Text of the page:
Animalness
Myth & Moor update

Tunes for a Monday Morning

The Maiden Notburga & Her White Stag by Wilhelm Roegge

This week, music rooted in the Nordic folk tradition from Sweden and Norway....

To start with: "Sparvens visa" (about a little sparrow and the coming of winter) by the Swedish folk trio Triakel: Emma Härdelin (from the folk-rock band Garmarna), Kjell-Erik Eriksson (fiddle), and Janne Strömstedt (harmonium). Their sixth and most recent album is Thyra (2014).

Above: "Le Fil" by the Swedish folk duo Symbio: Johannes Geworkian-Hellman on hurdy-gurdy and LarsEmil Öjeberget on accordion. They have one album out, Phoresy (2016), with a second due out next year.

Below: "Et steg ut" by  Susanne Lundeng, a Norwegian fiddler and composer who draws inspiration from folk music, classical music, and jazz. In the video below she performs with Bjørn Andor Drage (keyboard) and Arnfinn Bergrabb (percussion) in Bodø, in the north of Norway. Lungen's eighth and most recent solo album is 111 Nordlandsslåtter (2015.)

Above: "Shallow Digger" by contemporary folksinger/songwriter Siv Jakobsen, based in Oslo on Norway's south coast. The song is from her haunting new album The Nordic Mellow (2017).

Below: "How We Used to Love," an older song of Jakobsen's, from The Lingering (2015). I like the glimpses of Norwegian landscape and architecture in this video...plus the very cute dog.

And to end as we began, with a song about a bird:

"Blackbird" by Swedish folksinger/songwriter Jenny Lysander, from her lovely first album Northern Folk (2015). The video was directed by Ana Tortos. Lysander is based in Stockholm.

Illustration by Honore Appleton

The art today is: "The Maiden Notburga & her White Stag," a Norwegian fairy tale illustrated by Wilhelm Roegge (1829 - 1908), and "Gerda," from Andersen's The Snow Queen illustrated by Honor Appleton (1879-1951).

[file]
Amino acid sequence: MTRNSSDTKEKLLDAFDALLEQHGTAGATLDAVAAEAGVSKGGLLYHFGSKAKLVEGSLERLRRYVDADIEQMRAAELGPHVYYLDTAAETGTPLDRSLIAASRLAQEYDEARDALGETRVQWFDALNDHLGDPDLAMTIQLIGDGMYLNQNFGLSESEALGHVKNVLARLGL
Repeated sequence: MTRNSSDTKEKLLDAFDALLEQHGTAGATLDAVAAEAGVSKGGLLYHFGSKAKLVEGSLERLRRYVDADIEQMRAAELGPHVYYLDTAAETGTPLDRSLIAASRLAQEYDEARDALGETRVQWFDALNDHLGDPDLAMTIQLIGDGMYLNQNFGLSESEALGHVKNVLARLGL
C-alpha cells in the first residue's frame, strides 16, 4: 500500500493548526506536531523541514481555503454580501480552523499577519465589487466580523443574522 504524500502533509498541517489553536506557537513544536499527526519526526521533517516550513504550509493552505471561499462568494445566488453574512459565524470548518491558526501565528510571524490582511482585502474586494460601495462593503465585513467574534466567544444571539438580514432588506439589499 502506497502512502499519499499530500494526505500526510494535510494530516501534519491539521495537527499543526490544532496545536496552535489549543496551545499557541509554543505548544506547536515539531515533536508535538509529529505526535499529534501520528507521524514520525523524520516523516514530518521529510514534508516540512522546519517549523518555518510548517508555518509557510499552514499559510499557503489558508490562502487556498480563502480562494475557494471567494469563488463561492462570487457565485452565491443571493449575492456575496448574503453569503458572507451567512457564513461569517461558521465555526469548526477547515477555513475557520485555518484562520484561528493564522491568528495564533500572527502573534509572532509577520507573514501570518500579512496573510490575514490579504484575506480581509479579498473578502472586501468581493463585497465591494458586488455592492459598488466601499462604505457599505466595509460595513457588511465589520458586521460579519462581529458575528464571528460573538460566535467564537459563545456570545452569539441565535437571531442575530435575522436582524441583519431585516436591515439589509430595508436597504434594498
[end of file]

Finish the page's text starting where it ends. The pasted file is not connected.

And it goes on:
Comments

Feeling melancholy this morning, so I found "Blackbird" and its video especially poignant. She is inside and the bird is outside, a wall between them, but a window connects them. It is hard sometimes to feel separated from that which you love so much, for many hours every day. I wish we did not need to spend so much of our days longing to be elsewhere.

Hi Terri

I adore all these songs and particularly am haunted by Sparven vista. Though I can't understand the words I can feel the melancholy intensity and the stark coming of Winter. Her voice is exquisite, pining or grieving in its own melodic way. I kept thinking of the starkly beautiful films, and themes by Ingmar Bergman and of a Victorian woman, the maiden aunt, reflecting on the barren landscape and pining for all the time past, what she missed and what has now fallen into her lap, the beginning of winter and her miscarried chances for love and her own children. I don't why but this image just evolved after viewing the video and hearing the song.

The Maiden Aunt
The Maiden Aunt

Though you don't understand the words
you can hear a woman grieve
in her Swedish tongue, a dulcimer
laid across her lap, and her apron white

as the limestone house
standing behind , as the first streak
in her dark hair falling
among dry leaves the wind
has heaped on a hill.

The cold season is coming
and you can feel a sister grieve
in the way she plucks the strings
looking toward the river, knowing its birds
still have next year & other seasons left
to pluck reeds for their wild nest.
_______________________________________________

Thank you for this,
take care
Wendy

The poignancy of those final three lines are almost too much to bear.

Thanks, Wendy,

Jane

Hi Jane

Thanks so much for reading and commenting, I really appreciate it! That song and the way she sang it, really haunted me. I could just feel so much pathos in the inflective quality of her voice. I did not really have to understand the words, the feeling echoed through her interpretation of the song.

Take care
Wendy

Beautiful, Wendy. Just beautiful.

Perhaps one of the few good things about such longing is that it inspired so many fine songs, artworks, and stories....

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